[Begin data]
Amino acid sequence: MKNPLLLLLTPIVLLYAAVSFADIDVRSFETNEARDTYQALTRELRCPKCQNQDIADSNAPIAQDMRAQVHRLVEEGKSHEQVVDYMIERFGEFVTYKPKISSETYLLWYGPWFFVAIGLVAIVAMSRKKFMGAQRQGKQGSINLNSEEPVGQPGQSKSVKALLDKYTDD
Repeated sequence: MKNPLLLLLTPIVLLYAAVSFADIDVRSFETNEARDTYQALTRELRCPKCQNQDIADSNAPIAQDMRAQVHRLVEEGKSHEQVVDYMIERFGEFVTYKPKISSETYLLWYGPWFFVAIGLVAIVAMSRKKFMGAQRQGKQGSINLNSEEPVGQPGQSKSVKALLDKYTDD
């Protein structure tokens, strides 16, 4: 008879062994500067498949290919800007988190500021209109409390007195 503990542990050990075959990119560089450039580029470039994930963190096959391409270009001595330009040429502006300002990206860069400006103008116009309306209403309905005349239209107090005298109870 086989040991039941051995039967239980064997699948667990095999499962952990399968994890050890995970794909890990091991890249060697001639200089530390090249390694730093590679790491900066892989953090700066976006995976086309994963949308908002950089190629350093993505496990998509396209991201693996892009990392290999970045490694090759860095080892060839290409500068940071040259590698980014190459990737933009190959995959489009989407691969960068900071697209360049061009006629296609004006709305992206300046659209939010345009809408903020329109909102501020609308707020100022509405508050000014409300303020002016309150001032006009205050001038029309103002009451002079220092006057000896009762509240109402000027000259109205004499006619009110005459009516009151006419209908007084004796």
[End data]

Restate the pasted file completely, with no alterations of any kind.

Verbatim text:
Amino acid sequence: MKNPLLLLLTPIVLLYAAVSFADIDVRSFETNEARDTYQALTRELRCPKCQNQDIADSNAPIAQDMRAQVHRLVEEGKSHEQVVDYMIERFGEFVTYKPKISSETYLLWYGPWFFVAIGLVAIVAMSRKKFMGAQRQGKQGSINLNSEEPVGQPGQSKSVKALLDKYTDD
Repeated sequence: MKNPLLLLLTPIVLLYAAVSFADIDVRSFETNEARDTYQALTRELRCPKCQNQDIADSNAPIAQDMRAQVHRLVEEGKSHEQVVDYMIERFGEFVTYKPKISSETYLLWYGPWFFVAIGLVAIVAMSRKKFMGAQRQGKQGSINLNSEEPVGQPGQSKSVKALLDKYTDD
């Protein structure tokens, strides 16, 4: 008879062994500067498949290919800007988190500021209109409390007195 503990542990050990075959990119560089450039580029470039994930963190096959391409270009001595330009040429502006300002990206860069400006103008116009309306209403309905005349239209107090005298109870 086989040991039941051995039967239980064997699948667990095999499962952990399968994890050890995970794909890990091991890249060697001639200089530390090249390694730093590679790491900066892989953090700066976006995976086309994963949308908002950089190629350093993505496990998509396209991201693996892009990392290999970045490694090759860095080892060839290409500068940071040259590698980014190459990737933009190959995959489009989407691969960068900071697209360049061009006629296609004006709305992206300046659209939010345009809408903020329109909102501020609308707020100022509405508050000014409300303020002016309150001032006009205050001038029309103002009451002079220092006057000896009762509240109402000027000259109205004499006619009110005459009516009151006419209908007084004796």